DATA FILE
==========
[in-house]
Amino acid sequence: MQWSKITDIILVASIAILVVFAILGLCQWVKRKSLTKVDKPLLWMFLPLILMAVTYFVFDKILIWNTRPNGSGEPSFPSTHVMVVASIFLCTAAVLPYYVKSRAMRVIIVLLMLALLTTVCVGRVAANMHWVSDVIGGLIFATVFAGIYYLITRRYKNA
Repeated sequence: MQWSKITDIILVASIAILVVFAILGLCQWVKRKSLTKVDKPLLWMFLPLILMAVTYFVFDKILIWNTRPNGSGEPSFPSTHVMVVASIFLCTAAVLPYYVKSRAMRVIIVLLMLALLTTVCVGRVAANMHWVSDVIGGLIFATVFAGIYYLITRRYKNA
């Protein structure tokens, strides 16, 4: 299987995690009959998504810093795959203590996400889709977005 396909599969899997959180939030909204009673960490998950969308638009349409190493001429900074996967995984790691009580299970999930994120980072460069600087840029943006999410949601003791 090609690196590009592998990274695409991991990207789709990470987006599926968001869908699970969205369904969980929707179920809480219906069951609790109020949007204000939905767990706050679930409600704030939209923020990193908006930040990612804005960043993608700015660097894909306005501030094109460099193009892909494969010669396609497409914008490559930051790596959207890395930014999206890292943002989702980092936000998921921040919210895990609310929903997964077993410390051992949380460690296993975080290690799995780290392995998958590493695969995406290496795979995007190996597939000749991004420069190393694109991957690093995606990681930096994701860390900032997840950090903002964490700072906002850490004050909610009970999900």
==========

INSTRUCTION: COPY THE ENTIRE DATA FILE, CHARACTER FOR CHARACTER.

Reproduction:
[in-house]
Amino acid sequence: MQWSKITDIILVASIAILVVFAILGLCQWVKRKSLTKVDKPLLWMFLPLILMAVTYFVFDKILIWNTRPNGSGEPSFPSTHVMVVASIFLCTAAVLPYYVKSRAMRVIIVLLMLALLTTVCVGRVAANMHWVSDVIGGLIFATVFAGIYYLITRRYKNA
Repeated sequence: MQWSKITDIILVASIAILVVFAILGLCQWVKRKSLTKVDKPLLWMFLPLILMAVTYFVFDKILIWNTRPNGSGEPSFPSTHVMVVASIFLCTAAVLPYYVKSRAMRVIIVLLMLALLTTVCVGRVAANMHWVSDVIGGLIFATVFAGIYYLITRRYKNA
């Protein structure tokens, strides 16, 4: 299987995690009959998504810093795959203590996400889709977005 396909599969899997959180939030909204009673960490998950969308638009349409190493001429900074996967995984790691009580299970999930994120980072460069600087840029943006999410949601003791 090609690196590009592998990274695409991991990207789709990470987006599926968001869908699970969205369904969980929707179920809480219906069951609790109020949007204000939905767990706050679930409600704030939209923020990193908006930040990612804005960043993608700015660097894909306005501030094109460099193009892909494969010669396609497409914008490559930051790596959207890395930014999206890292943002989702980092936000998921921040919210895990609310929903997964077993410390051992949380460690296993975080290690799995780290392995998958590493695969995406290496795979995007190996597939000749991004420069190393694109991957690093995606990681930096994701860390900032997840950090903002964490700072906002850490004050909610009970999900």